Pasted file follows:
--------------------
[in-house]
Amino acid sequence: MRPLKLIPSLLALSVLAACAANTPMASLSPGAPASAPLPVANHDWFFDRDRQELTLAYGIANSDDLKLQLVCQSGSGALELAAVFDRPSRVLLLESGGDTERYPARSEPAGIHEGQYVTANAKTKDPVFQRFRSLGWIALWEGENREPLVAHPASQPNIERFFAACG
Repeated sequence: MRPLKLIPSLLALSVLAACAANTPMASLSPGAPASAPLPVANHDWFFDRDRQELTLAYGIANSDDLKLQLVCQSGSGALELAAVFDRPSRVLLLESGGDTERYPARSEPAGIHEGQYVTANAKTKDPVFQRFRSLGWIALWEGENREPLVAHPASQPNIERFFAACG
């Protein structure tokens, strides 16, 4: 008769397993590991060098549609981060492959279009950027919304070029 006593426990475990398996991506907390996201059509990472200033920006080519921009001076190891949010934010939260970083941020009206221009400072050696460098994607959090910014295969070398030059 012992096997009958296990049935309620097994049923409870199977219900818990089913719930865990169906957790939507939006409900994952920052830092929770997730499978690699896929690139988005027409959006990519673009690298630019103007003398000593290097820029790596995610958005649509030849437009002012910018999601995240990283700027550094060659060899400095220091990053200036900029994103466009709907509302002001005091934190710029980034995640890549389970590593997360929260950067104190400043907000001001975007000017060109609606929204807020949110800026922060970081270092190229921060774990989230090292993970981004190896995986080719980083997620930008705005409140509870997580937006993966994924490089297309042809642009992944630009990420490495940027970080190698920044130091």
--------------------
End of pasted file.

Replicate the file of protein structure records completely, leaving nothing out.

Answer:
[in-house]
Amino acid sequence: MRPLKLIPSLLALSVLAACAANTPMASLSPGAPASAPLPVANHDWFFDRDRQELTLAYGIANSDDLKLQLVCQSGSGALELAAVFDRPSRVLLLESGGDTERYPARSEPAGIHEGQYVTANAKTKDPVFQRFRSLGWIALWEGENREPLVAHPASQPNIERFFAACG
Repeated sequence: MRPLKLIPSLLALSVLAACAANTPMASLSPGAPASAPLPVANHDWFFDRDRQELTLAYGIANSDDLKLQLVCQSGSGALELAAVFDRPSRVLLLESGGDTERYPARSEPAGIHEGQYVTANAKTKDPVFQRFRSLGWIALWEGENREPLVAHPASQPNIERFFAACG
């Protein structure tokens, strides 16, 4: 008769397993590991060098549609981060492959279009950027919304070029 006593426990475990398996991506907390996201059509990472200033920006080519921009001076190891949010934010939260970083941020009206221009400072050696460098994607959090910014295969070398030059 012992096997009958296990049935309620097994049923409870199977219900818990089913719930865990169906957790939507939006409900994952920052830092929770997730499978690699896929690139988005027409959006990519673009690298630019103007003398000593290097820029790596995610958005649509030849437009002012910018999601995240990283700027550094060659060899400095220091990053200036900029994103466009709907509302002001005091934190710029980034995640890549389970590593997360929260950067104190400043907000001001975007000017060109609606929204807020949110800026922060970081270092190229921060774990989230090292993970981004190896995986080719980083997620930008705005409140509870997580937006993966994924490089297309042809642009992944630009990420490495940027970080190698920044130091």